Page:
So inside every triangle there is a very special circle, sort of in prison there. It is called the inscribed circle. Study of this circle provides one of the beginnings to what is, in the business world, the task if packing things efficiently. A good question would be: for a circle of a given size, is there a triangle that can enclose it with less material (perimeter, or sum of the side lengths) than a square would, or could, use?
Dynamic geometry can open new worlds. For more, check out www.davemath.com
School students these days should be using technology, as should their teachers.
One such use of technology is as a motivator for the study of mathematics.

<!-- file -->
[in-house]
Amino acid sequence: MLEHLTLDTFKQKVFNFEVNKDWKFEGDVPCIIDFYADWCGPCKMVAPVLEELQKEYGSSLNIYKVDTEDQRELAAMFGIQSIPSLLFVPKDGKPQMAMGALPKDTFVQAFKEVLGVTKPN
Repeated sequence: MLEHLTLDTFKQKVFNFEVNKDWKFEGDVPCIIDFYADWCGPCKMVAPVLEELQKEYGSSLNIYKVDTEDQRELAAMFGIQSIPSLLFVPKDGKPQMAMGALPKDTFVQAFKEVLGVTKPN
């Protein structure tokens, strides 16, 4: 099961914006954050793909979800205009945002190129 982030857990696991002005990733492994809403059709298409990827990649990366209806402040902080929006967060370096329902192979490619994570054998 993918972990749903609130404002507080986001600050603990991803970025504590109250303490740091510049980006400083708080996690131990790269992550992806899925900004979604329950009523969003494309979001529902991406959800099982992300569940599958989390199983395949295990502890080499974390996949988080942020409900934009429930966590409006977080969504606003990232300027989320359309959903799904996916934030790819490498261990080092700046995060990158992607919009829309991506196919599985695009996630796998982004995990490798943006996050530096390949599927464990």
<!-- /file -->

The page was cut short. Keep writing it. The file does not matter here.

Here is a group of animated gifs created VERY EASILY in GeoGebra. They use very basic concepts: circle, rotation, segment, and midpoint. The graphs generated are generally not seen in schools until late in trig at the earliest, but they are accessible to very young students.
It is one way in which design can be an entry pint to the study of mathematics, rather than an exit point.
For more, see www.davemath.com